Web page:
Most spiritual traditions include some form of chanting in their rituals and practices, and Buddhism is no exception. The various Buddhist schools approach chanting in very different ways. Some chants are wonderfully melodious, others resonate from deep within the belly, and still others are repetitive and mesmerizing. The words may be sung in the ancient languages Pali or Sanskrit, or as composed in lands where Buddhism later took root, or as translated recently into Western languages.
Sometimes described as “sound meditation,” chants may articulate sutras, mantras, invocations, requests for protection, or reminders of ethical commitments and vows. In Tibetan Buddhism, complex visualization practices are chanted, accompanied by ritual instruments; in Pure Land Buddhism and Nichiren, chanting is a devotional core practice that gives those with sincere aspirations access to transformative blessings; and in some forms of Zen, collective chanting offers a direct experience of reality by short-circuiting individualism and conceptual thinking.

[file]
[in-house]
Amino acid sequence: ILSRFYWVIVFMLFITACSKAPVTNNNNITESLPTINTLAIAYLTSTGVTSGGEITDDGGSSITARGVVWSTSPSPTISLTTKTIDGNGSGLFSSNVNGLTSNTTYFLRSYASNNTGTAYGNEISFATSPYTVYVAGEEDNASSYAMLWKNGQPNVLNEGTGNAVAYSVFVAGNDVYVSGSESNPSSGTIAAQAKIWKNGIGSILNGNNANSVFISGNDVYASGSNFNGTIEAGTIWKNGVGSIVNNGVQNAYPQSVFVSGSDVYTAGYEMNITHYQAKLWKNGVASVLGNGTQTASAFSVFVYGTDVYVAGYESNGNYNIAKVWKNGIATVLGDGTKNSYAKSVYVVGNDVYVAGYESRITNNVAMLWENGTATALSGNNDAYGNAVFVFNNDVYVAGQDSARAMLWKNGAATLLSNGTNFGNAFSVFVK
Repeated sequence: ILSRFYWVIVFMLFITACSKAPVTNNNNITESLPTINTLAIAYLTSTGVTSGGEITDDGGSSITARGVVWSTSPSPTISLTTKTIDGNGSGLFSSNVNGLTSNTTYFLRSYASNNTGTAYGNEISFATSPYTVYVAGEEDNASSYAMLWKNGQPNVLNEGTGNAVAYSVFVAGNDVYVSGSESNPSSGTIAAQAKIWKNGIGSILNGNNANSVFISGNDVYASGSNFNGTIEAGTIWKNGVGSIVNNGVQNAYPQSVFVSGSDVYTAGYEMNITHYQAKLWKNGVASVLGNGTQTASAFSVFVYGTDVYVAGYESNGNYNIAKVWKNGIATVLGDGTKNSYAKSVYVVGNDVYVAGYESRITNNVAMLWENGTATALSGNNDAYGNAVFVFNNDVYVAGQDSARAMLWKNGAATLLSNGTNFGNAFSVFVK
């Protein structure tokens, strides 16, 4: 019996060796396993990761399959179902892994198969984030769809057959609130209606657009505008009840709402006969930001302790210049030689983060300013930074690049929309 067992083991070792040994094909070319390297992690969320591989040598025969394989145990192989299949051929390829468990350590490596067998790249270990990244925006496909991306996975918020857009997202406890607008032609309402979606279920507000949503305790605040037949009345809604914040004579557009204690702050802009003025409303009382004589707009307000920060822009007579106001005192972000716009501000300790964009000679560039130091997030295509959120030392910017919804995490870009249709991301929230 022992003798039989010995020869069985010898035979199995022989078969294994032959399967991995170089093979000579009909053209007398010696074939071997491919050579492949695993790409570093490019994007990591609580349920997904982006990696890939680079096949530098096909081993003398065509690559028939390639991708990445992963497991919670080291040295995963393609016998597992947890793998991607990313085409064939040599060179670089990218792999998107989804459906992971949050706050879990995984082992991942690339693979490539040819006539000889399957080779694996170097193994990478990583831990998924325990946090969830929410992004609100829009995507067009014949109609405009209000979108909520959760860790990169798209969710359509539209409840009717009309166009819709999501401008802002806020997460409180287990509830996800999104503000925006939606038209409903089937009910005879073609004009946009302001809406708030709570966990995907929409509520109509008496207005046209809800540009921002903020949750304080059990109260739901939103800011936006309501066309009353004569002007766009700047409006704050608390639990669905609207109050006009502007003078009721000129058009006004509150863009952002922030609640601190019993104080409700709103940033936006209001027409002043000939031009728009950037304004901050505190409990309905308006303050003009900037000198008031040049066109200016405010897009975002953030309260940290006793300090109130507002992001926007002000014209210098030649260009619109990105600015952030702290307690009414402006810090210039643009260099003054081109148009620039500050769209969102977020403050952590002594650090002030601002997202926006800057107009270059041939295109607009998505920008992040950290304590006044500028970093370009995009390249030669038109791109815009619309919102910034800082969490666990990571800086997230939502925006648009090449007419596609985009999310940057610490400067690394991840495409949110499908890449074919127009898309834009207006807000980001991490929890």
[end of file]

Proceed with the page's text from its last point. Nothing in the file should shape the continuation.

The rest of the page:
Chanting can put the intellectual mind on hold and give access to the wisdom of traditional teachings on a different level. Those who enjoy this form of practice appreciate the meditative energy, sense of community, and connection with generations of practitioners who have given voice to their aspirations, confidence, and insights by chanting the exact same phrases. And you don’t necessarily have to understand the words or know how to carry a tune: you can just go with the flow. The Japanese Zen teacher Taizan Maezumi Roshi wrote: “Chant with your ears, not with your mouth.”
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